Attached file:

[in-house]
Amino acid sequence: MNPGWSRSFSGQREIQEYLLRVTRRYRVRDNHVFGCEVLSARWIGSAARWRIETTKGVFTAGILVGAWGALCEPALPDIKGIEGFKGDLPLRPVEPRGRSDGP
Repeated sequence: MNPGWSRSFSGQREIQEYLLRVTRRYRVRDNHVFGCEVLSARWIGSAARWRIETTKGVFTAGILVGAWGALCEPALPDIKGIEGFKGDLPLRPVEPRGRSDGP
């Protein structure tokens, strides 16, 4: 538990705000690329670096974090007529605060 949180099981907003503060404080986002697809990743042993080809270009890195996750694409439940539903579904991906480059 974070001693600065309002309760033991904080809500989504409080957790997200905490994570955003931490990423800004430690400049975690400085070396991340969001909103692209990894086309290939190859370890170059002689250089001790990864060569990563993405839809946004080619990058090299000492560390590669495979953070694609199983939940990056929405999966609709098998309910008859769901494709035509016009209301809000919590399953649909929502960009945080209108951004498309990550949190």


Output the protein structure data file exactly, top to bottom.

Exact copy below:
[in-house]
Amino acid sequence: MNPGWSRSFSGQREIQEYLLRVTRRYRVRDNHVFGCEVLSARWIGSAARWRIETTKGVFTAGILVGAWGALCEPALPDIKGIEGFKGDLPLRPVEPRGRSDGP
Repeated sequence: MNPGWSRSFSGQREIQEYLLRVTRRYRVRDNHVFGCEVLSARWIGSAARWRIETTKGVFTAGILVGAWGALCEPALPDIKGIEGFKGDLPLRPVEPRGRSDGP
């Protein structure tokens, strides 16, 4: 538990705000690329670096974090007529605060 949180099981907003503060404080986002697809990743042993080809270009890195996750694409439940539903579904991906480059 974070001693600065309002309760033991904080809500989504409080957790997200905490994570955003931490990423800004430690400049975690400085070396991340969001909103692209990894086309290939190859370890170059002689250089001790990864060569990563993405839809946004080619990058090299000492560390590669495979953070694609199983939940990056929405999966609709098998309910008859769901494709035509016009209301809000919590399953649909929502960009945080209108951004498309990550949190």